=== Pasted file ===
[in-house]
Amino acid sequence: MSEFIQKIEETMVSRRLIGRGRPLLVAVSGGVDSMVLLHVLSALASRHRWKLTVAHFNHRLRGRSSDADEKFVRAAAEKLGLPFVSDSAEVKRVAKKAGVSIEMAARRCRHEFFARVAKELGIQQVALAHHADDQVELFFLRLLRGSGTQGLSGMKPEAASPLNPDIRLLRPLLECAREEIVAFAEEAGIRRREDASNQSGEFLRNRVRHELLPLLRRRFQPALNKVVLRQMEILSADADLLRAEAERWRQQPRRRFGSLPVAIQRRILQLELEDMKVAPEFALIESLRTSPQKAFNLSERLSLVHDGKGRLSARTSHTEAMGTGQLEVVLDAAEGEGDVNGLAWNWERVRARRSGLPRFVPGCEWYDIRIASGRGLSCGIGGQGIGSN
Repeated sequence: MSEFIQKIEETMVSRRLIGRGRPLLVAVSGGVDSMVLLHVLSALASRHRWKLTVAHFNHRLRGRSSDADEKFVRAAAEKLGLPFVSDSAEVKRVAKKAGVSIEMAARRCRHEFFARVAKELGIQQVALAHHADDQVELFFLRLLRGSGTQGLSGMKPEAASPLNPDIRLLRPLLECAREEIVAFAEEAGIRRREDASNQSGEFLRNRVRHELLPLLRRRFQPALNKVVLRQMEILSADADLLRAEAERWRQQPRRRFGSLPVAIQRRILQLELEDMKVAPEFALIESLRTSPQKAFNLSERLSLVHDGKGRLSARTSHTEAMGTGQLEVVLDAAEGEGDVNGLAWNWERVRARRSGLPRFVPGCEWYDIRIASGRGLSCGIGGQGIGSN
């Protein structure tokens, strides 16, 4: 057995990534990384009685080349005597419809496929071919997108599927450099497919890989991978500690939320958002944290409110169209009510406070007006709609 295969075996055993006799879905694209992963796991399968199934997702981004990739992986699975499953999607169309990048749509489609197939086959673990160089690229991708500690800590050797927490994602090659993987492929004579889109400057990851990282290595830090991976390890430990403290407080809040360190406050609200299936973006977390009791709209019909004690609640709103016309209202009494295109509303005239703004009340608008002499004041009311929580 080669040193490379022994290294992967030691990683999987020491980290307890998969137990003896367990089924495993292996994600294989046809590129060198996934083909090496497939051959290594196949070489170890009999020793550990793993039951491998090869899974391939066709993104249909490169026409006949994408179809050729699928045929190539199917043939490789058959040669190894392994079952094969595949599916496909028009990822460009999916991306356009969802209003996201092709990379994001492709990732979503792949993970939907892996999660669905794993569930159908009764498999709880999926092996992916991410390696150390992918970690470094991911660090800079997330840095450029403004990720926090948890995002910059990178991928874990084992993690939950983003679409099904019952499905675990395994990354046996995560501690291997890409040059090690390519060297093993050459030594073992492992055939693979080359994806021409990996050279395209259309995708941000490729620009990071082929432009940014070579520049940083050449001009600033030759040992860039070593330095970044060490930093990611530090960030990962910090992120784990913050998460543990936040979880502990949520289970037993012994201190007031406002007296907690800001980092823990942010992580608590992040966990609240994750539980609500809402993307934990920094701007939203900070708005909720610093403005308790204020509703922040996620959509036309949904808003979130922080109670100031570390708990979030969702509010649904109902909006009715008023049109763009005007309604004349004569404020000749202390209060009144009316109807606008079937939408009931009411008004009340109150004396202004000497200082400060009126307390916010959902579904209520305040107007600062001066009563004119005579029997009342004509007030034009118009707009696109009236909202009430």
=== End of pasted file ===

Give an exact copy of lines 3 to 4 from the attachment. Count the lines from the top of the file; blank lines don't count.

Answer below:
Repeated sequence: MSEFIQKIEETMVSRRLIGRGRPLLVAVSGGVDSMVLLHVLSALASRHRWKLTVAHFNHRLRGRSSDADEKFVRAAAEKLGLPFVSDSAEVKRVAKKAGVSIEMAARRCRHEFFARVAKELGIQQVALAHHADDQVELFFLRLLRGSGTQGLSGMKPEAASPLNPDIRLLRPLLECAREEIVAFAEEAGIRRREDASNQSGEFLRNRVRHELLPLLRRRFQPALNKVVLRQMEILSADADLLRAEAERWRQQPRRRFGSLPVAIQRRILQLELEDMKVAPEFALIESLRTSPQKAFNLSERLSLVHDGKGRLSARTSHTEAMGTGQLEVVLDAAEGEGDVNGLAWNWERVRARRSGLPRFVPGCEWYDIRIASGRGLSCGIGGQGIGSN
């Protein structure tokens, strides 16, 4: 057995990534990384009685080349005597419809496929071919997108599927450099497919890989991978500690939320958002944290409110169209009510406070007006709609 295969075996055993006799879905694209992963796991399968199934997702981004990739992986699975499953999607169309990048749509489609197939086959673990160089690229991708500690800590050797927490994602090659993987492929004579889109400057990851990282290595830090991976390890430990403290407080809040360190406050609200299936973006977390009791709209019909004690609640709103016309209202009494295109509303005239703004009340608008002499004041009311929580 080669040193490379022994290294992967030691990683999987020491980290307890998969137990003896367990089924495993292996994600294989046809590129060198996934083909090496497939051959290594196949070489170890009999020793550990793993039951491998090869899974391939066709993104249909490169026409006949994408179809050729699928045929190539199917043939490789058959040669190894392994079952094969595949599916496909028009990822460009999916991306356009969802209003996201092709990379994001492709990732979503792949993970939907892996999660669905794993569930159908009764498999709880999926092996992916991410390696150390992918970690470094991911660090800079997330840095450029403004990720926090948890995002910059990178991928874990084992993690939950983003679409099904019952499905675990395994990354046996995560501690291997890409040059090690390519060297093993050459030594073992492992055939693979080359994806021409990996050279395209259309995708941000490729620009990071082929432009940014070579520049940083050449001009600033030759040992860039070593330095970044060490930093990611530090960030990962910090992120784990913050998460543990936040979880502990949520289970037993012994201190007031406002007296907690800001980092823990942010992580608590992040966990609240994750539980609500809402993307934990920094701007939203900070708005909720610093403005308790204020509703922040996620959509036309949904808003979130922080109670100031570390708990979030969702509010649904109902909006009715008023049109763009005007309604004349004569404020000749202390209060009144009316109807606008079937939408009931009411008004009340109150004396202004000497200082400060009126307390916010959902579904209520305040107007600062001066009563004119005579029997009342004509007030034009118009707009696109009236909202009430």